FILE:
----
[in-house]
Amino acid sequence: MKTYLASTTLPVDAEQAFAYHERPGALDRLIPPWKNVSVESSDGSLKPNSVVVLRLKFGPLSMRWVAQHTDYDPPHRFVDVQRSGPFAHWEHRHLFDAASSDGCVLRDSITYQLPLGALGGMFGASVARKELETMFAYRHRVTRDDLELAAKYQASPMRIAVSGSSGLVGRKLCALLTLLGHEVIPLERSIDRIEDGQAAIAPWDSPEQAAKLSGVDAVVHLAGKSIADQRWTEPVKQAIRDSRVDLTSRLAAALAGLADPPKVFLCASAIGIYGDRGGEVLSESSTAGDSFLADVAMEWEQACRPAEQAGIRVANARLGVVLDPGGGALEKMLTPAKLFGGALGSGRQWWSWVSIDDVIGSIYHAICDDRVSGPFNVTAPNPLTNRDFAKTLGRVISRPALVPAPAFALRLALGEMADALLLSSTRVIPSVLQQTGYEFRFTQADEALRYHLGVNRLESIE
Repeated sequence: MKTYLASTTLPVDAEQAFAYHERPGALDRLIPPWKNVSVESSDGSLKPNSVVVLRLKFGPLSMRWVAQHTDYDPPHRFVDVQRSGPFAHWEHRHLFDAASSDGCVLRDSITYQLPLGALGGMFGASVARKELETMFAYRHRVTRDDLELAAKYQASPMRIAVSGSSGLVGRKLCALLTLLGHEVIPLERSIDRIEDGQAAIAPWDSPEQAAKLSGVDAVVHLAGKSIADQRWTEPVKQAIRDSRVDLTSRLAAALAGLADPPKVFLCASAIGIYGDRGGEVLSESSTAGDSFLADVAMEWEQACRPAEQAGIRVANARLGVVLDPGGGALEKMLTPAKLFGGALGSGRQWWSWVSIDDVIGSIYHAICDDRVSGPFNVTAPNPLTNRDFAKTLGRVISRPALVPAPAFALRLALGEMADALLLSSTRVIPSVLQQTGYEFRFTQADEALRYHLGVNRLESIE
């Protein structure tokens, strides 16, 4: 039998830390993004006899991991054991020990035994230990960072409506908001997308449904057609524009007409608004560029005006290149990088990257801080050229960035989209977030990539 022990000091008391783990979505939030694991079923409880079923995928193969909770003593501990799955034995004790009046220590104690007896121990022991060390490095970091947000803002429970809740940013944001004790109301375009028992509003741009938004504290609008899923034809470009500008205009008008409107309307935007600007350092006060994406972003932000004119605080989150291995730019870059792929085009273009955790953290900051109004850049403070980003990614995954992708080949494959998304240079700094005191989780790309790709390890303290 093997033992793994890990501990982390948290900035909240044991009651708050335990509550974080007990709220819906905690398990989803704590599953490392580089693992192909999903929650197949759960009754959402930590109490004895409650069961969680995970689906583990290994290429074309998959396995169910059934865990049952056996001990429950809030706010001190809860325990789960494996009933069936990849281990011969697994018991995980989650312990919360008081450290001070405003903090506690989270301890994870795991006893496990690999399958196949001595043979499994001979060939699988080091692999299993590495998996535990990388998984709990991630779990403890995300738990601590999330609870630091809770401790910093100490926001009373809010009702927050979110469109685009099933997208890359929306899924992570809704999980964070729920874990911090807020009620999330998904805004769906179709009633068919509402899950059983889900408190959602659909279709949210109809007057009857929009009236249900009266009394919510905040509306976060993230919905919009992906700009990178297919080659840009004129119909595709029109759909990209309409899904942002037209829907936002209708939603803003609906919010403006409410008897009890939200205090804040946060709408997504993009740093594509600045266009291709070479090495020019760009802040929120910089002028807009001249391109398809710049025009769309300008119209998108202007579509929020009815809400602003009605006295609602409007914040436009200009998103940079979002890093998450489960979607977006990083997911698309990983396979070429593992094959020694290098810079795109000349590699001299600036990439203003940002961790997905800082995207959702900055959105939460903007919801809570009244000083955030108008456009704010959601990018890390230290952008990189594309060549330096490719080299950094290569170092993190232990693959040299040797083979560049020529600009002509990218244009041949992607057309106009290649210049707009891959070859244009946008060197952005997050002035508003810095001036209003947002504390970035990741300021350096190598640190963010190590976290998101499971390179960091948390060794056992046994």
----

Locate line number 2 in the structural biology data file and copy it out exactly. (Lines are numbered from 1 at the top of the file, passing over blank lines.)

Amino acid sequence: MKTYLASTTLPVDAEQAFAYHERPGALDRLIPPWKNVSVESSDGSLKPNSVVVLRLKFGPLSMRWVAQHTDYDPPHRFVDVQRSGPFAHWEHRHLFDAASSDGCVLRDSITYQLPLGALGGMFGASVARKELETMFAYRHRVTRDDLELAAKYQASPMRIAVSGSSGLVGRKLCALLTLLGHEVIPLERSIDRIEDGQAAIAPWDSPEQAAKLSGVDAVVHLAGKSIADQRWTEPVKQAIRDSRVDLTSRLAAALAGLADPPKVFLCASAIGIYGDRGGEVLSESSTAGDSFLADVAMEWEQACRPAEQAGIRVANARLGVVLDPGGGALEKMLTPAKLFGGALGSGRQWWSWVSIDDVIGSIYHAICDDRVSGPFNVTAPNPLTNRDFAKTLGRVISRPALVPAPAFALRLALGEMADALLLSSTRVIPSVLQQTGYEFRFTQADEALRYHLGVNRLESIE